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School computers connect to web page, others cannot.

Posted on 2016-10-12
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Last Modified: 2016-10-26
I am the Network Admin for a small Christian School.  We have about 175 devices a mixture of windows 7 and 10 predominantly.

What I don't understand is that some computers can connect to a web site and others cannot connect to the same website.

Desktops seem to be able to connect and laptops cannot.  I thought it might be a wireless vs wired issue, but even if I turn off the wireless and connect with a wire, the laptop still cannot connect.

I have cleared the various caches and flushed the dns on the laptop.  I have tried 3 different browsers.

I do a ping test to the same web site from the wire connected laptop, it says destination unavailable. I can successfully ping google at the same time from the same laptop.  So it is not a connection to the network or internet issue.

On a desktop, I can ping both google and the other target website without a problem.

So what would block the same web site from one computer but not the other computer on the same network, sharing the same router, series of switches, wires, etc.?

In this test the computers are both windows 7.  We use opendns.org for our content filter. All computers have the same antivirus, thirtyseven4.  Firewall settings are the same and controlled by thirtyseven4 for each device from the server.

Thank you.

jerlo
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Question by:Jerry Thompson
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by:Rich Weissler
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When you ping the website from the laptop and desktop, do they report the ping destination as the same address?

Do you have any user control software/ parental control software in use?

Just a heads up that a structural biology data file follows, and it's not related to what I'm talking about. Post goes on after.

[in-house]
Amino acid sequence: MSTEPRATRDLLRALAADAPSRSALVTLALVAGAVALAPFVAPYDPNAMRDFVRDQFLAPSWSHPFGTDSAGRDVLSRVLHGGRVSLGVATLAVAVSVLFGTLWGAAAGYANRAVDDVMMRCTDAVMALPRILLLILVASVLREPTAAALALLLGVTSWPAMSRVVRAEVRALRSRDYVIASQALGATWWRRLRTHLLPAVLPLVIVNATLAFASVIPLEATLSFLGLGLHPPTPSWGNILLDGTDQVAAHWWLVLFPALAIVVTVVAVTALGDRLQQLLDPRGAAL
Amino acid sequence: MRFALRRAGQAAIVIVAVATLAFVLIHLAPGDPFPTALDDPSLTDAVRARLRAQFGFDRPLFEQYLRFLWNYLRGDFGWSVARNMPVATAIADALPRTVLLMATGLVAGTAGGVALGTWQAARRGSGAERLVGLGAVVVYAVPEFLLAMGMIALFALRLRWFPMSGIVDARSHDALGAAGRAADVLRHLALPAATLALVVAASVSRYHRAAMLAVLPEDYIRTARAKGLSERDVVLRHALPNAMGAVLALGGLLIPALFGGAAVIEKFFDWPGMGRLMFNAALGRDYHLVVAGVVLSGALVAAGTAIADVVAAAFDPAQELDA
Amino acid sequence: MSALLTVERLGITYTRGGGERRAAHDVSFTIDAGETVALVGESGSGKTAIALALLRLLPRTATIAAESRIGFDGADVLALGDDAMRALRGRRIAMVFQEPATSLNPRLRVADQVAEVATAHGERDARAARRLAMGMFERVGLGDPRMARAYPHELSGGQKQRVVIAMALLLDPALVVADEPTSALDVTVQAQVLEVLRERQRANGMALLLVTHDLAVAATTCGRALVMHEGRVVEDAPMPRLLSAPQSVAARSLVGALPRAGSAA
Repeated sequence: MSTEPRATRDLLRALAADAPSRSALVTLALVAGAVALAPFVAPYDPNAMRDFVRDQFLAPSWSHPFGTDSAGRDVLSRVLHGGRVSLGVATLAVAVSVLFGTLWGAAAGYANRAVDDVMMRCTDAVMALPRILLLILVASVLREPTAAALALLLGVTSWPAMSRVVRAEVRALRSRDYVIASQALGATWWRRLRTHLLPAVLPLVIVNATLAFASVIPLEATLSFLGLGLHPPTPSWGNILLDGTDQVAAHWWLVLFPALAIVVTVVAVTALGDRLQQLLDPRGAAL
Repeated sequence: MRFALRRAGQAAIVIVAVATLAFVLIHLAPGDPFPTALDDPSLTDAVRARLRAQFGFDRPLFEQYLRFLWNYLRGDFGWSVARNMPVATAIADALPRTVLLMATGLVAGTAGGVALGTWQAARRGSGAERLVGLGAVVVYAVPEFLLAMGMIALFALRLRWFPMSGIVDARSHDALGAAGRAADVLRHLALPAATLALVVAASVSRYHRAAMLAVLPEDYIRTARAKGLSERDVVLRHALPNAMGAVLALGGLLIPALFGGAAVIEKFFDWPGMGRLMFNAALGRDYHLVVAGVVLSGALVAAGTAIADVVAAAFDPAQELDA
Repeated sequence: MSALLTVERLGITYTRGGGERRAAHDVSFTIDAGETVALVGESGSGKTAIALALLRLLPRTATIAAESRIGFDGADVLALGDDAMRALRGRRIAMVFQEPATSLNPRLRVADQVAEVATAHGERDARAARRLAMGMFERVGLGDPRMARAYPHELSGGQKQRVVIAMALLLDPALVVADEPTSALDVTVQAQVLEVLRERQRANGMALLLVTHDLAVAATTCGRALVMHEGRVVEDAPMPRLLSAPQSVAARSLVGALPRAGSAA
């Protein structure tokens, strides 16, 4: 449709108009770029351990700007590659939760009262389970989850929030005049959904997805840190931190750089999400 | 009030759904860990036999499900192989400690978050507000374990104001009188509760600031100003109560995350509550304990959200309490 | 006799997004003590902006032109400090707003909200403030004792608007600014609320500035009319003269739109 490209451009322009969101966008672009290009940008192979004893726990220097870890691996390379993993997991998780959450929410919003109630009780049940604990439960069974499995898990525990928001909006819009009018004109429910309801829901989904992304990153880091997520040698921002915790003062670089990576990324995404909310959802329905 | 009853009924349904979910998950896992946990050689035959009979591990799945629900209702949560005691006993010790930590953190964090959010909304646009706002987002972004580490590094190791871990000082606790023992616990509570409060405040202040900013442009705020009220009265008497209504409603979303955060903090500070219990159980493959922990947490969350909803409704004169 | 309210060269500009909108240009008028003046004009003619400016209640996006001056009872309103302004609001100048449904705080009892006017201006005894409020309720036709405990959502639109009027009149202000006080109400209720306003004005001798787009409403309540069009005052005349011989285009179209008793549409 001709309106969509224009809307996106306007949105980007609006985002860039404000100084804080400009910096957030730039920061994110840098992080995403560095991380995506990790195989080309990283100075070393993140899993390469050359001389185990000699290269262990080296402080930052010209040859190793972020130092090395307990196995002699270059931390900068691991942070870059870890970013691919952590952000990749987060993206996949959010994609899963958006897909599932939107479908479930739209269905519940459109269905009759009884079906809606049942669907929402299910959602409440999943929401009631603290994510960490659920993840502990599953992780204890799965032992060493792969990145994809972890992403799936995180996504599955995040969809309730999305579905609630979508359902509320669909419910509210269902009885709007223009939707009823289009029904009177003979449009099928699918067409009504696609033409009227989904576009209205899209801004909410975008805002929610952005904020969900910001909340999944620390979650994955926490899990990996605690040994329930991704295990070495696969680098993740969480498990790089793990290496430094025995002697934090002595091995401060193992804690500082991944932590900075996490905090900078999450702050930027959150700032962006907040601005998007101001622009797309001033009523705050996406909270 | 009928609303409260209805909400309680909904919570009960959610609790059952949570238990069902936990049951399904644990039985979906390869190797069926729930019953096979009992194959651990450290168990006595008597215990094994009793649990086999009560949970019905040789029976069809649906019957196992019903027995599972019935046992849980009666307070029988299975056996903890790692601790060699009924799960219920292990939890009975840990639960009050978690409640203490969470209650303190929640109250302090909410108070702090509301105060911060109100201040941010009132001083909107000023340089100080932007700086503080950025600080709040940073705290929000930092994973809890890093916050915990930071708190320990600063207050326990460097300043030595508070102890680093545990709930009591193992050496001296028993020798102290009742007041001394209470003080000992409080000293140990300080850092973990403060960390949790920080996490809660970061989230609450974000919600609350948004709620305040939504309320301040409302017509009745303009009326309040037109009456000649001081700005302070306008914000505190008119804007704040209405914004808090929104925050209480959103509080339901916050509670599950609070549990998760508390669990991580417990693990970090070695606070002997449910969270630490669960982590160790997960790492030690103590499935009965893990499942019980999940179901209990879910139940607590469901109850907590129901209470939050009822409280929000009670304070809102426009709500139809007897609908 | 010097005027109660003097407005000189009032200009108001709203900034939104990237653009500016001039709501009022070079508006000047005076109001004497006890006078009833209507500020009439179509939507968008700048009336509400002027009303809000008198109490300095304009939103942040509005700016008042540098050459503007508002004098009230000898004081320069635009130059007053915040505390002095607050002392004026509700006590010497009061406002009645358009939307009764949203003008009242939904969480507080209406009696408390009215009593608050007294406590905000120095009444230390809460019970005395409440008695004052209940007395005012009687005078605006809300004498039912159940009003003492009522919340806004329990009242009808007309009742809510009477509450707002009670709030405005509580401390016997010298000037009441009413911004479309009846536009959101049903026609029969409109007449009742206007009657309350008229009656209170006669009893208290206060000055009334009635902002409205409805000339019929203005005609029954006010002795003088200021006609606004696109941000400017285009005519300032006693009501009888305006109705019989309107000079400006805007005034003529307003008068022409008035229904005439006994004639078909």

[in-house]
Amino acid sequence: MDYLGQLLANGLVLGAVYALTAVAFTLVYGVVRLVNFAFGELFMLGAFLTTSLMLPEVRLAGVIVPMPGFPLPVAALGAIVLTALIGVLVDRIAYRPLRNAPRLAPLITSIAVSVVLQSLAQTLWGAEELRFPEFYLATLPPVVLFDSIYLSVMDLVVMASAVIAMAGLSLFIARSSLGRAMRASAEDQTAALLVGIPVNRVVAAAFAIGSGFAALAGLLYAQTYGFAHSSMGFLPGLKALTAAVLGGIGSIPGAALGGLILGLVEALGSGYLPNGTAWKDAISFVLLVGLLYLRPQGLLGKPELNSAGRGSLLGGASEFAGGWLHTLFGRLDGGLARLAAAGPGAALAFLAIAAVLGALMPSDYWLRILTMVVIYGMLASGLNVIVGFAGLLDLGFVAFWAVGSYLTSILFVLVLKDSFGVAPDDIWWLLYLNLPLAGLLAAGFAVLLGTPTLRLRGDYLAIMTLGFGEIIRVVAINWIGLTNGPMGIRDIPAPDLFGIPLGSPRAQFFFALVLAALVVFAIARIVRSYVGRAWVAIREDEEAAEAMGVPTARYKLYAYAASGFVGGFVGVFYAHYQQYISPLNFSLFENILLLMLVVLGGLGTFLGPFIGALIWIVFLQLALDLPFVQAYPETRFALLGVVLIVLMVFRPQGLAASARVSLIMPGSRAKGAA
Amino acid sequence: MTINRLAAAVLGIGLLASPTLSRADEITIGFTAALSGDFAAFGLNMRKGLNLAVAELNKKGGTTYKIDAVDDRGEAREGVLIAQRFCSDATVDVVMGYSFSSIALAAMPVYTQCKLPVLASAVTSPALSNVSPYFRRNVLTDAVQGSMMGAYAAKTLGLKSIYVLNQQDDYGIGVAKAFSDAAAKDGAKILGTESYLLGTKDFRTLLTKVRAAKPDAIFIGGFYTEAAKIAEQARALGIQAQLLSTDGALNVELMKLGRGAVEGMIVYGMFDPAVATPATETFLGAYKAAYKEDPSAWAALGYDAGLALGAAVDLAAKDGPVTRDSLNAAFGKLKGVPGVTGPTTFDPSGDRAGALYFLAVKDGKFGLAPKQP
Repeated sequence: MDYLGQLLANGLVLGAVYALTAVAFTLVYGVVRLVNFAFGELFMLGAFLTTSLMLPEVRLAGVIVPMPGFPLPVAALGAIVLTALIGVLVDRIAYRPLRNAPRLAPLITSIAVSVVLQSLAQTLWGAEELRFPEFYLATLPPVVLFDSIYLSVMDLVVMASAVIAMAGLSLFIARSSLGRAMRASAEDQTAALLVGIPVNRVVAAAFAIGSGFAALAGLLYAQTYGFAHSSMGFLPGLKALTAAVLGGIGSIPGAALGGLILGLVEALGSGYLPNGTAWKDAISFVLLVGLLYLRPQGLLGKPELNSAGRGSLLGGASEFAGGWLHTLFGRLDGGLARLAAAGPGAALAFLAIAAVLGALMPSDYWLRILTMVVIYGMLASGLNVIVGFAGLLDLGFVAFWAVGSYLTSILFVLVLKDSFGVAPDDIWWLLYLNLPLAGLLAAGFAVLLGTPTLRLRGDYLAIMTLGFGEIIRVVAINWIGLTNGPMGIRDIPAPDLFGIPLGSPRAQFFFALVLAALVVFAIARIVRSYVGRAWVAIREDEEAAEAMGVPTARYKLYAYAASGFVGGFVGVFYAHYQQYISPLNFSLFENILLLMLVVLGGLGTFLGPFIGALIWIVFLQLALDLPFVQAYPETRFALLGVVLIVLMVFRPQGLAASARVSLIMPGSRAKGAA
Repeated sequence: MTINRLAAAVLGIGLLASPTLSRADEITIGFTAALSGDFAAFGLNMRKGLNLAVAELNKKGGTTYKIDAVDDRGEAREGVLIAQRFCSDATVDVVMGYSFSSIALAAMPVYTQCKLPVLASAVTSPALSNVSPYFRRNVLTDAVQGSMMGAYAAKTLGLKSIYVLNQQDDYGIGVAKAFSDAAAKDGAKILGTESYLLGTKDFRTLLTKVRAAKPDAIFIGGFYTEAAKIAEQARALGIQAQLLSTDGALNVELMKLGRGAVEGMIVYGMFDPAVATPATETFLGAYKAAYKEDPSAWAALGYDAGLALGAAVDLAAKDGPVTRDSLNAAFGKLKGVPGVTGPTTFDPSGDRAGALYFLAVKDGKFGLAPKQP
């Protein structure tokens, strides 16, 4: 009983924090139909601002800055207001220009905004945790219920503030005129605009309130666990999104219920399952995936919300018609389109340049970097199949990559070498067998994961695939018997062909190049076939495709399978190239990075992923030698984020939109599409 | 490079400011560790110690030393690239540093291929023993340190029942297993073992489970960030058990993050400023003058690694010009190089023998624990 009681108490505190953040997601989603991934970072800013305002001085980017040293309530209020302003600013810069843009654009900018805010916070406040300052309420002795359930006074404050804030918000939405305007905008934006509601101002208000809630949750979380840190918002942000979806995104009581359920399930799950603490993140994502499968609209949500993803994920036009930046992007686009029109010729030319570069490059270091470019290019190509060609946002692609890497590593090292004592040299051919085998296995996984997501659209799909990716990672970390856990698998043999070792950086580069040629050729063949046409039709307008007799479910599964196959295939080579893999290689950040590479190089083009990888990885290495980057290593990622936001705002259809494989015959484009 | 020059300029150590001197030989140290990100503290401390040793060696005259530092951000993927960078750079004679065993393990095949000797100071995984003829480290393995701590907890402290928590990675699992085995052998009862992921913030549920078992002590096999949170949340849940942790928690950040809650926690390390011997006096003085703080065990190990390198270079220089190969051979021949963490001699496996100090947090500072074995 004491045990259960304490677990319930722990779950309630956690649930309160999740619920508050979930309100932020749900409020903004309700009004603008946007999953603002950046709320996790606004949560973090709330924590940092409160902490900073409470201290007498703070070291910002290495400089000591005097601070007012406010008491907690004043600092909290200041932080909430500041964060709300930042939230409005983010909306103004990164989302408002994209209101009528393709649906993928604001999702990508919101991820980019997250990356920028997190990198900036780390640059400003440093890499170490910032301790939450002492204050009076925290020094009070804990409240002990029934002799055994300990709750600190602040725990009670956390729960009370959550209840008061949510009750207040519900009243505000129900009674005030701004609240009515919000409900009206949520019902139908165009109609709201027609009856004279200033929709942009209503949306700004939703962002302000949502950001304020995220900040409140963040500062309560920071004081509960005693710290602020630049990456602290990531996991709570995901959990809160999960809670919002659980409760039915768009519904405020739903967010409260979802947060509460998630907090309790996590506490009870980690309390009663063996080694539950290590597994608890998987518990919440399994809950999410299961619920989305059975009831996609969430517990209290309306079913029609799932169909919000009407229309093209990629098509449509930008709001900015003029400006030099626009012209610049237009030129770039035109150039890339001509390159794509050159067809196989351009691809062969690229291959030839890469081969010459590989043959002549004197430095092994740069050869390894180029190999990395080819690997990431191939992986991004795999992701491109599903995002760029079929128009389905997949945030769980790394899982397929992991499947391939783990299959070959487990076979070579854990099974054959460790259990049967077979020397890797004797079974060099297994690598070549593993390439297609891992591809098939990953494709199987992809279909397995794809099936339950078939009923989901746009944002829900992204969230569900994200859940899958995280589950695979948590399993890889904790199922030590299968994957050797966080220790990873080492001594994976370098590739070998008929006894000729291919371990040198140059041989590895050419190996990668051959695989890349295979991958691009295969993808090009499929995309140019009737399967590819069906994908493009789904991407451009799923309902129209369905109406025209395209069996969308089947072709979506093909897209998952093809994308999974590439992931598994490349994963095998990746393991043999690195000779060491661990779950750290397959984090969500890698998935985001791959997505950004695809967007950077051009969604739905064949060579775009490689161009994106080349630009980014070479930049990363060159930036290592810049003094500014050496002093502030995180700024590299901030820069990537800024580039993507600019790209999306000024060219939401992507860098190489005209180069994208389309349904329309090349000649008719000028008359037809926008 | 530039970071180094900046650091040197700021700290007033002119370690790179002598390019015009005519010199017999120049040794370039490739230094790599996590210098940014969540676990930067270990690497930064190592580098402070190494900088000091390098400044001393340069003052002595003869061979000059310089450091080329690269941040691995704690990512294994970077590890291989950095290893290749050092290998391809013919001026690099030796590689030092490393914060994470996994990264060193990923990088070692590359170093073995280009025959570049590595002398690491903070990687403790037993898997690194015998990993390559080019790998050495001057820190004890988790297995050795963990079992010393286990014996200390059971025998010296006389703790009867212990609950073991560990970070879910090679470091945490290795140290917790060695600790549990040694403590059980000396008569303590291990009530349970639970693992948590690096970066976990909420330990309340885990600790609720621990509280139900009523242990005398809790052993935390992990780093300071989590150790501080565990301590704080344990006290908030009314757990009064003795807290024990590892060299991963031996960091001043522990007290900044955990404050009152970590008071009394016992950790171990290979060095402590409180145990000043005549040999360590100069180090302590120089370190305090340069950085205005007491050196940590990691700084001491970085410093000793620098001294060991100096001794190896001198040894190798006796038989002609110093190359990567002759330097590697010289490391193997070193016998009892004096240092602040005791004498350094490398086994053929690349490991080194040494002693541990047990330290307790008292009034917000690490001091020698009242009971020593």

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by:pony10us
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@Rich

The author stated:

"I do a ping test to the same web site from the wire connected laptop, it says destination unavailable."

@jerlo

From the laptop can you do an NSLookup on the website? What does it return? Do the same from the desktop and compare results.  Check that both the laptop and the Desktop are using the same DNS server?

Are you placing the laptops and desktops in different VLANs? If so, do you have anything in the router blocking the laptop VLAN? Look at the router and firewall logs for any denies.

Check the opendns settings for anything separating the two.
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by:strung
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I note you say you have 175 computers attached. Have you check your DHCP server to make sure your DHCP range is broad enough for that many computers?

Are the laptops getting a valid IP address (i.e., not in the 169.x.x.x range)?
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Author Comment

by:Jerry Thompson
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Thank you all for your responses.

Rich: Yes, they are pinging the same IP address.  All content control is via opendns.org. So the router and server sends all the traffic through the opendns content filter servers.  No controls active on the server or workstations nor in the antivirus or router.